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This paper examines and compares labour productivity in Canada and the United States for small and large firms over the period from 2002 to 2008. It quantifies the relative importance of small and large firms in Canada and the United States and measures the relative productivity levels of small versus large firms.
Small firms are relatively more important in Canada. In 2008, they accounted for about 67% of hours worked while they only accounted for 56% in the United States. In 2008, the level of Canadian productivity, as measured by nominal gross domestic product per hour worked in small firms was only 47% of that of large firms. The level of small-firm productivity in the United States was also less than that for large firms (about 67%). The gap between the productivity of small and large firms is larger in Canada.
The paper examines the impact of changes in the size distribution on Canadian aggregate labour productivity and on the productivity gap between Canada and the United States. Shifts in the firm size distribution toward larger firms might be expected to have a favorable impact on Canadian overall productivity since larger firms are generally more productive than small firms.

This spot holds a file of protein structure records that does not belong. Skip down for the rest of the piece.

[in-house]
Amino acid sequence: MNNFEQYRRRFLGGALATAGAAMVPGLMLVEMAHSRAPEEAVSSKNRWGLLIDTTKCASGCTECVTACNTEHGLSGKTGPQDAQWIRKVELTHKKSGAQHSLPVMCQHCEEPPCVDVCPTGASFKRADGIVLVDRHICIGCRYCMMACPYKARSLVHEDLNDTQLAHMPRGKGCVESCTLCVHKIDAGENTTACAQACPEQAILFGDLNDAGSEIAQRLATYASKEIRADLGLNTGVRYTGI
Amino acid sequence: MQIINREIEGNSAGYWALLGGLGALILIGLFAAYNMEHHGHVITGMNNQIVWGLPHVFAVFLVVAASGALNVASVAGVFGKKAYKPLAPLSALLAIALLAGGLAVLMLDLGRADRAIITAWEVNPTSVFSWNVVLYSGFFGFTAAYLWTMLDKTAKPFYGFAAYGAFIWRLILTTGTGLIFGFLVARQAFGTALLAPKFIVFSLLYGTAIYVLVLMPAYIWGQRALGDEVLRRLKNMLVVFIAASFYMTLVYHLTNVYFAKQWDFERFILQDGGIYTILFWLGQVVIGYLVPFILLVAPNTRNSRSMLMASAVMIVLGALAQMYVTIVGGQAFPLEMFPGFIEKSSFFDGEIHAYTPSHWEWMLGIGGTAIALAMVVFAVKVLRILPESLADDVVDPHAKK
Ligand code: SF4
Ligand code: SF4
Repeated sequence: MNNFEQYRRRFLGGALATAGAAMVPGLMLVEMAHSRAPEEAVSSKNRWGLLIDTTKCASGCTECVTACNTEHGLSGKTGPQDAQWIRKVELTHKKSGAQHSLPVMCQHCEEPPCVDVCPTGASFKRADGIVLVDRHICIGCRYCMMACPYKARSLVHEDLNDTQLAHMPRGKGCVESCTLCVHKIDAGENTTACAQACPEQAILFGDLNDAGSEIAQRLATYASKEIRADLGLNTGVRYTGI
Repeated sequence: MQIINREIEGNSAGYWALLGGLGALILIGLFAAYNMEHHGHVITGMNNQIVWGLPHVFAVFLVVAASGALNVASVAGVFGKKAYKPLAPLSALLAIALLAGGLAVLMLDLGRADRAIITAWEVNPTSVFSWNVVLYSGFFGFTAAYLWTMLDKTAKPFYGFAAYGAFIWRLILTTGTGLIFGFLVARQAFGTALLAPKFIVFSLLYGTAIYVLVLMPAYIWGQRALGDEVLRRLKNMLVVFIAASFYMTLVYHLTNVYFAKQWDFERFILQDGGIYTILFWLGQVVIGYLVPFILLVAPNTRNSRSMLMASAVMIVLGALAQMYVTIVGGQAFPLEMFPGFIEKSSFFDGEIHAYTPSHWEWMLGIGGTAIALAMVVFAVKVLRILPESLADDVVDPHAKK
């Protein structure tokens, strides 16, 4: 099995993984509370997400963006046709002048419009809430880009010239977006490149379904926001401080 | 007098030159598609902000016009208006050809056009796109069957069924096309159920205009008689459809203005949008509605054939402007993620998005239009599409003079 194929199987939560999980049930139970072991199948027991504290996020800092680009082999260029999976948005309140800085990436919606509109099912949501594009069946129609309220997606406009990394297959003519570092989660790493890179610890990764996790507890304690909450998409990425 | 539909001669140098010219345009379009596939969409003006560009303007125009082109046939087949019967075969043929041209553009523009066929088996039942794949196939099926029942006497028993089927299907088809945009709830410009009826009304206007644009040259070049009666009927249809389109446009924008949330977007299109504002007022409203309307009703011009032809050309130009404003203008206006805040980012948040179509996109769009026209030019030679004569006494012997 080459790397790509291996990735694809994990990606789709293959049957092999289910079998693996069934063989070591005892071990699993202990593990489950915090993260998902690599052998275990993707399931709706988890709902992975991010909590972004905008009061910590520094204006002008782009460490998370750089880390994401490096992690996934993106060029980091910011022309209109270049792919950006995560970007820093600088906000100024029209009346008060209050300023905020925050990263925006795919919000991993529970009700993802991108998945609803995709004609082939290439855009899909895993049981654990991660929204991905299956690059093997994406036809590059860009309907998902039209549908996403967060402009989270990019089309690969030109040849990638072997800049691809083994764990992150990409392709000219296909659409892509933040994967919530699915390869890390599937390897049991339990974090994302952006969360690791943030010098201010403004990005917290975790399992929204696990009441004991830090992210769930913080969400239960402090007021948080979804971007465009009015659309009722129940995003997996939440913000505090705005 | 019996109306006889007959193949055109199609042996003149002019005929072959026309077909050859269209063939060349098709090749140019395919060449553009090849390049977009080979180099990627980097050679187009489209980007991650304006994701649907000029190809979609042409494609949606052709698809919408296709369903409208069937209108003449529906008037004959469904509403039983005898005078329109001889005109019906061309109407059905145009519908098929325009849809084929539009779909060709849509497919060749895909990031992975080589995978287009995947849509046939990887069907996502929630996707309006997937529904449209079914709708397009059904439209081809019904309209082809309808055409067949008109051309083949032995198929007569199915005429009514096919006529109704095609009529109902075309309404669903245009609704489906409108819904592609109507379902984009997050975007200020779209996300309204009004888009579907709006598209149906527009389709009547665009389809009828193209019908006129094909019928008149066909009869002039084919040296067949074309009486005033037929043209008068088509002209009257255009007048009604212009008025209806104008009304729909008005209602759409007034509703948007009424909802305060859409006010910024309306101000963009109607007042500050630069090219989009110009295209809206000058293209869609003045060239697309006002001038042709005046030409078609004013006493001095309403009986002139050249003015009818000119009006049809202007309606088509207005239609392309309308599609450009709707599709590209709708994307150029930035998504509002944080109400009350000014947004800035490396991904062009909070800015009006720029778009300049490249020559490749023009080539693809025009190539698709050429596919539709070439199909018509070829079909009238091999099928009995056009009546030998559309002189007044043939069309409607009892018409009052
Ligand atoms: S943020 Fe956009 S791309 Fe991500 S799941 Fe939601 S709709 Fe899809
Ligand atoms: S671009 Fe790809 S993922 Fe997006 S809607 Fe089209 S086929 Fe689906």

An increase in the employment share of large firms in Canada to U.S. levels would increase Canadian nominal labour productivity by about 6%. The paper also quantifies the impact of bringing the relative productivity of small compared to large firms up to the level that existed in the United States. This increases aggregate Canadian labour productivity by 11% over the period.
Together, decreasing the importance of small firms and increasing the relative productivity of small compared to large firms is found to account for most of the gap in labour productivity levels between Canada and the United States in 2002. However, changes in the productivity of large firms after 2002 meant that the contribution of the small-firm sector fell until it accounted for only about 67% of the gap in 2008.
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